For information on winter intensives that are being delivered partially or fully on campus, please refer to the COVID-19 page.
Term 4 - Online
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This online subject provides students with the opportunity to build a deep understanding of the safe and effective application of rehabilitation principles to meet the health needs of individuals with critical illness. Attention is focused primarily on the assessment and rehabilitation of individuals within the intensive care setting and consideration on planning for reintegration back into the community. This subject will provide a problem based approach to enable students with an opportunity to extend their understanding of advanced anatomy, physiology, pathology, assessment and treatment in relation to ICU rehabilitation. The emphasis in this subject is the application of clinical reasoning and evidence-based practice in the safe and effective assessment and rehabilitation of individuals within the intensive care setting and consideration post intensive care on their ongoing management. Consideration will also be given to the rights of individuals and impact of team management processes in providing rehabilitation within the acute setting.
All students will complete four modules within this subject.
All students will complete a Foundational module that will explore anatomy, physiology and pathology which may affect the different body systems in particular the cardiovascular, respiratory and musculoskeletal systems. The implications of impairment in these systems will be considered in conjunction with the monitoring (lines and attachments) that may be seen with individuals who are critically unwell. At the end of this module students will also have an understanding of the legacy of post intensive care syndrome and the burden of survivorship on the physical, cognitive and mental health of survivors and also the impact on the mental health of family.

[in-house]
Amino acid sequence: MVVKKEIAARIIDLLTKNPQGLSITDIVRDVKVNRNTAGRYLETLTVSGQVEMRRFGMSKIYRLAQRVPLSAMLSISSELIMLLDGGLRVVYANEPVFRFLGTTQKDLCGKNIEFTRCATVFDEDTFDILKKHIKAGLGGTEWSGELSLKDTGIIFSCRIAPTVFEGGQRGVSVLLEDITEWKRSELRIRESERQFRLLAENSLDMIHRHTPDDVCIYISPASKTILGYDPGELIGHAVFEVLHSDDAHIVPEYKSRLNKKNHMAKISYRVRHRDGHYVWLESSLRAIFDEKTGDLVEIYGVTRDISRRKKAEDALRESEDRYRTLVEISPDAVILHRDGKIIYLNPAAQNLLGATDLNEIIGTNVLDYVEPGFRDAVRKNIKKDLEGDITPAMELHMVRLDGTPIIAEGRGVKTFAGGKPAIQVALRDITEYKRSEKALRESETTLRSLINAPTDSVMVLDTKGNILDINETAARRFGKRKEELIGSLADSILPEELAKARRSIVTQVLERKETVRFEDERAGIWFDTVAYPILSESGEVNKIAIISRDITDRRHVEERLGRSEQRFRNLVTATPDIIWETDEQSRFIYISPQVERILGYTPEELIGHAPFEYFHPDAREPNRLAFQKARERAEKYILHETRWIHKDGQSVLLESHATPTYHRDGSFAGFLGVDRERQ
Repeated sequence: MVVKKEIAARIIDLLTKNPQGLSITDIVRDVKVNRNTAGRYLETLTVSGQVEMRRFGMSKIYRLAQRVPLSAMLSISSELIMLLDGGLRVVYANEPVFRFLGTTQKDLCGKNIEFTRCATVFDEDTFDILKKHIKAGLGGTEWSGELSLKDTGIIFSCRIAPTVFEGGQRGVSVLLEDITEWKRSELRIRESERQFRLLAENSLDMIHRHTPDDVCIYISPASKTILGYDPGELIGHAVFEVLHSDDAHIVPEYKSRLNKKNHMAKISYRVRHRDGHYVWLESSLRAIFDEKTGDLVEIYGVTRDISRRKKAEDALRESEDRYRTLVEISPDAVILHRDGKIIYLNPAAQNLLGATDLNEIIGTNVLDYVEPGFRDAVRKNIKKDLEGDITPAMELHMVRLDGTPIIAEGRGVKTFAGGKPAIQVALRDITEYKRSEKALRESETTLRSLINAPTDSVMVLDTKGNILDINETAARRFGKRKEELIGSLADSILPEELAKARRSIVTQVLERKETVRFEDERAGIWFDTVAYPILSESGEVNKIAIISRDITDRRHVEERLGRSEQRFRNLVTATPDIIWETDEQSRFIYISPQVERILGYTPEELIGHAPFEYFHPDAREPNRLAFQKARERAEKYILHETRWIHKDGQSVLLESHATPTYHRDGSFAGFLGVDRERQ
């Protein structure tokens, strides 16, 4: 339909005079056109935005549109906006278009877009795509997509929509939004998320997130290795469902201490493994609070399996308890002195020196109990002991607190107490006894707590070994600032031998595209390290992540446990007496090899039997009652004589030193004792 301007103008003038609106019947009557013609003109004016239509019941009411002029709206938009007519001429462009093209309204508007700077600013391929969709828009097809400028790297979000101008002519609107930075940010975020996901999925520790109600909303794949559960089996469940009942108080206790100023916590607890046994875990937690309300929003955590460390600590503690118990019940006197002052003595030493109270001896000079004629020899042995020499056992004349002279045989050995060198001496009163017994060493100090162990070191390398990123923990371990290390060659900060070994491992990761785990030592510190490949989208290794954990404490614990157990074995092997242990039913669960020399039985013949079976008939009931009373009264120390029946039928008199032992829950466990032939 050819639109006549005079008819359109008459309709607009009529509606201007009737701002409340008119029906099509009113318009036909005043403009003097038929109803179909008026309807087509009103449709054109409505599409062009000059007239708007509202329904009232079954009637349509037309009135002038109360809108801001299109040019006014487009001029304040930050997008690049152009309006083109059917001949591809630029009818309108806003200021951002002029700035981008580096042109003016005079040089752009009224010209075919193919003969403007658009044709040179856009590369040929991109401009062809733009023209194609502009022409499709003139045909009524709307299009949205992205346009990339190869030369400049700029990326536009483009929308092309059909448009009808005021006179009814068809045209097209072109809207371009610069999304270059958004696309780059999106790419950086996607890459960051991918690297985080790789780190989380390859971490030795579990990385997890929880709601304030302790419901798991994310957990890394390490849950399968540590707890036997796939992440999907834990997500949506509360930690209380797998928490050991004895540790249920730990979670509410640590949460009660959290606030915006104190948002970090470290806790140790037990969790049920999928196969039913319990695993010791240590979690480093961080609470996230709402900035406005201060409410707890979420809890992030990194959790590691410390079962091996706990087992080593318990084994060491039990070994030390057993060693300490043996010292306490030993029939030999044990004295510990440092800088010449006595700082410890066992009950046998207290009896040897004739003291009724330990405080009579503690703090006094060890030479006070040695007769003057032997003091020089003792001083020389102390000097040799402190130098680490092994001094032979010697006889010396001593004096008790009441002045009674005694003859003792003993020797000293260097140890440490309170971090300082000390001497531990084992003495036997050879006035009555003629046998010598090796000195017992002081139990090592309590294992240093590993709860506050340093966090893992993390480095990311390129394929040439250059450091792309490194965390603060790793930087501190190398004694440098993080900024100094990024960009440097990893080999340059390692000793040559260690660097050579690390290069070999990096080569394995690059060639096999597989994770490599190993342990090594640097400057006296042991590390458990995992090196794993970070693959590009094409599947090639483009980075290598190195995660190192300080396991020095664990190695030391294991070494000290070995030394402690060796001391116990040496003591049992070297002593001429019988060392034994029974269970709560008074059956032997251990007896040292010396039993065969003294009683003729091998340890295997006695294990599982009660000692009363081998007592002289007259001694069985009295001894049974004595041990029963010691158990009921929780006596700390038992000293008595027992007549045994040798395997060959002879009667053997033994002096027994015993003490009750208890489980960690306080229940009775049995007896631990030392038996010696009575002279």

Students will then choose two from four modules that best meets their learning interests and/or practice needs. These modules are:
1. Rehabilitation in the Intensive Care Setting module comprises the study of non-volitional and volitional rehabilitation strategies including consideration of safety, exercise prescription, delivery methods and evaluation of the program
2. Rehabilitation considerations post intensive care module addresses rehabilitation, exercise prescription, delivery and the evaluation of exercise programs in the ward and community setting.
3. Outcome Measures across the continuum module focuses on outcome measures which can be utilised to measure impairment, activity limitations and participation restriction in line with the International Classification of Functioning framework. Course content will include specific development of the performance and interpretation of measurements and consideration of the clinimetric properties of outcomes.